This month marks the 80th Anniversary of Wonder Woman!!! I didn’t read her comics as a kid but Diana of Themyscria is a character who’s come to mean very much to me. As Patty Jenkins’ Wonder Woman (2017) was my gateway to Diana and her world, it felt apropos to mark this occasion by (finally) posting the piece I wrote after seeing Wonder Woman 1984. I LOVE the movies. Since I got my driver’s license, rarely more than a week went by in between trips to the theatre. However, after a 10:05 pm showing of Brahms: The Boy 2 on 7 March 2020, lockdown hit. So when I saw Wonder Woman 1984, it’d been over TEN MONTHS since I’d went to the movies. I wanted my return to be special and WW84 was the logical choice. I wasn’t disappointed! Wonder Woman 1984 was a worthy successor to the masterpiece that was Wonder Woman. Patty Jenkins and Gal Gadot did it again! They captured lightning in a bottle twice…at least as far as I was concerned. I was stunned when I began talking to friends – close friends who often share my opinion of films – and learned not everyone felt the same. Some did, but some didn’t. Granting all art is subjective, I still became curious, wondering what they saw in this film. Many conversations followed and this piece was born of my side of those conversations. This is an exploration of all I see in WW84.
A little over a year ago I wrote a piece reflecting on the seemingly unbearable struggles of pandemic teaching. At the time, I used Tony Stark’s journey through Avengers: Infinity War and Avengers: Endgame as my frame to help me understand what I was going through and all I was feeling. Writing it was very personal and deeply cathartic. In the end, I survived last year! I didn’t quit! I even managed to find incredible beauty in all the struggle, too. Now I’m a month and a half into a new school year and, well, I thought it would be easier. Yet I find myself pulled down in this dispiriting emotional mire once more. This time Doctor Who offers a more apt lens to frame my experience. Given today is World Mental Health Day – and we’re all struggling in our own ways and we all deserve to be heard and validated in those struggles – sharing this seemed appropriate. When the school year returned, I needed the Doctor. I still do. I think we all do.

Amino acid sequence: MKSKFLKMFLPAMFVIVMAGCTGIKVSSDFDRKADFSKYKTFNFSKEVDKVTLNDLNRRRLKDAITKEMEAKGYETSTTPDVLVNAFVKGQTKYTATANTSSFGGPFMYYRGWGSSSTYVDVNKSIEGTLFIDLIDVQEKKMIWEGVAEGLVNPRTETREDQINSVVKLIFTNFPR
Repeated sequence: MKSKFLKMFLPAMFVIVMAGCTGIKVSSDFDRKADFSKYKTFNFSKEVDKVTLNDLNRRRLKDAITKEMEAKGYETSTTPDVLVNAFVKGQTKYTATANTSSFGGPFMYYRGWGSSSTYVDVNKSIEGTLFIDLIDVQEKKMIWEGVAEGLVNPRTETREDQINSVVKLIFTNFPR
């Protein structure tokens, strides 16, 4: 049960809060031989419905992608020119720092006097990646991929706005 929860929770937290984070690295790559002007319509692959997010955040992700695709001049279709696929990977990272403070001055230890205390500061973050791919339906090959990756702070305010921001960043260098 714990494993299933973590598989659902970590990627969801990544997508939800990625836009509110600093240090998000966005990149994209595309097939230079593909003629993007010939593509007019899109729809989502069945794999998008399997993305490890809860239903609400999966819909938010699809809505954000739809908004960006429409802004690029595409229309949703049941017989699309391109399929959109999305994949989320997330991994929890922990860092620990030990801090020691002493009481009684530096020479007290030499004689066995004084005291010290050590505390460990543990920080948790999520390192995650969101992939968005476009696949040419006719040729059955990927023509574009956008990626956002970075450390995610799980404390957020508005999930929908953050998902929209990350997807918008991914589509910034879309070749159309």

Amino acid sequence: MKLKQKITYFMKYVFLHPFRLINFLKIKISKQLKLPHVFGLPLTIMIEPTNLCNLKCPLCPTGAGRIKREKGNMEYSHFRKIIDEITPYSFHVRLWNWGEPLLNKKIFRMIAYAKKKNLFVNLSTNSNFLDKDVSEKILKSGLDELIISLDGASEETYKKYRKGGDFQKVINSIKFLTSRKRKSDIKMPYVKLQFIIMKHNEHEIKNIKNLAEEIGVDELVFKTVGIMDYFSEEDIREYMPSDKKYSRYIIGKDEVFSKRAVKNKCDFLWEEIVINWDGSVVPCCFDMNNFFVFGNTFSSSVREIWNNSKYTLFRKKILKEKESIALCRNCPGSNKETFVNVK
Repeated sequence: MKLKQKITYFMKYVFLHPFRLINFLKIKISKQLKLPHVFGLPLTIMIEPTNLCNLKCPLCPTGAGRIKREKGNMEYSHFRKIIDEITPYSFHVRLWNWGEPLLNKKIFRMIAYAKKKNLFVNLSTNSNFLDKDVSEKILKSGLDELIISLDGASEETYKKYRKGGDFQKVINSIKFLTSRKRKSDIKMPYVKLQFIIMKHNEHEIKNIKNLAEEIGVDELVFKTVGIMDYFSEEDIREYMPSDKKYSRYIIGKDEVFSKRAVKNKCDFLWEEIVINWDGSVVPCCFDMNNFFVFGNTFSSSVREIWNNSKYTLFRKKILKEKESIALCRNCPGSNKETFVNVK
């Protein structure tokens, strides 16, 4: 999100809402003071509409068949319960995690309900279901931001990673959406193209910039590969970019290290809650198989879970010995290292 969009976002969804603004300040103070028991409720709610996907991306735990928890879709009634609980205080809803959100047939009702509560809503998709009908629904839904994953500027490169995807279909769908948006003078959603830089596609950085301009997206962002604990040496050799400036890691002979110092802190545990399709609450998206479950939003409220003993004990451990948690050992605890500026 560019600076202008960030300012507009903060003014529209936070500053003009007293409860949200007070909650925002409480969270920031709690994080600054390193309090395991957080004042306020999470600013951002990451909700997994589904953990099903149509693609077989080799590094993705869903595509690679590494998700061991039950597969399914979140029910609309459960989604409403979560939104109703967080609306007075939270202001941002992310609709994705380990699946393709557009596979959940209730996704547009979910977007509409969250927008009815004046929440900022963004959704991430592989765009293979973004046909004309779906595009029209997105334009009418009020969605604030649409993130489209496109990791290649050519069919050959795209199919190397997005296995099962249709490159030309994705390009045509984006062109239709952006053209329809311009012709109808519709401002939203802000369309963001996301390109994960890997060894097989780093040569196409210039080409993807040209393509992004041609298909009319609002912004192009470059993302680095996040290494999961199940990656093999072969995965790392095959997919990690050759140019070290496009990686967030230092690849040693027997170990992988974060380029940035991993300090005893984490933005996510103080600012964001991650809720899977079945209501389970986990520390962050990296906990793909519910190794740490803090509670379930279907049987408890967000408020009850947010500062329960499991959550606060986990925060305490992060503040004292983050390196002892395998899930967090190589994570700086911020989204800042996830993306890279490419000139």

This was a guest piece I wrote back in August of 2018 for a site that no longer exists. I like it and was thinking about Thanos today (I know…dark, right?) so I figured I’d post it here with a few slight edits. Enjoy!
What’s the plural of Thanos? Would it be Thanos? Or Thanoses? Or Thani? I don’t know but I still kind of like the ring of this title anyway so I’m sticking with it. Once Avengers: Infinity War was finally upon us, one of its most discussed features was the character of Thanos. I’ve read many reviews and essays examining the film which make the point Avengers: Infinity War is more a film about Thanos than any of the superheroes, something directors Joe and Anthony Russo have said themselves. What struck me most about Thanos when I first saw Avengers: Infinity War (and has continued to warrant further reflection with each subsequent viewing) is how different his motivations are in the film from the comics. Continue reading
The world of Doctor Who has some big news! Russell T Davies, who brought Doctor Who back to television in 2005 and served as showrunner during Christopher Eccleston’s time as the Ninth Doctor as well as David Tennant’s tenure as the Tenth Doctor, will be returning to helm the show once more. On July 29th it was announced Jodie Whittaker and Chris Chibnall – having completed their “‘three series and out’ pact” – would be “handing back the TARDIS keys” after Series Thirteen (a six-part event serial) this fall and a trio of event specials through 2022, ending with a feature length special as part of the BBC’s Centenary Celebrations. Often, a hallowed air surrounds discussions of Russell T Davies time as Doctor Who showrunner amongst fans (with David Tennant’s Tenth Doctor being the most widely favored of the modern Doctors) so people have understandably been freaking out all day. Well I’ve got thoughts and feelings, too! So let’s chat about the potential future of Doctor Who shall we?
Which comics go in my file/pull list is a decision I ponder regularly. What must be read monthly in single issues? Which stories/characters/creators can’t wait? I ask myself this whenever I consider juggling the comics in my file because, well, money’s a thing and I only have so much for comics before they turn off my electricity and water and I use those all the time. Despite Spider-Man being the fictional character I’ve had the longest running relationship with, The Amazing Spider-Man is rarely on my pull list simply because I favor newer characters (or characters new to me). Miles Morales/Spider-Man or Cindy Moon/Silk or America Chavez or Jane Foster/Valkyrie don’t yet have as bedrock a status quo to reset to so their characters feel more dynamic and thus, with more potential for lasting change, there’s a greater sense of urgency to read those stories each month instead of waiting for them to pop up on Marvel Unlimited or be collected in a trade paperback. However, last night I learned Ben Reilly was donning the webs once more so today I went to my local comic shop to add The Amazing Spider-Man to my file for the first time in years!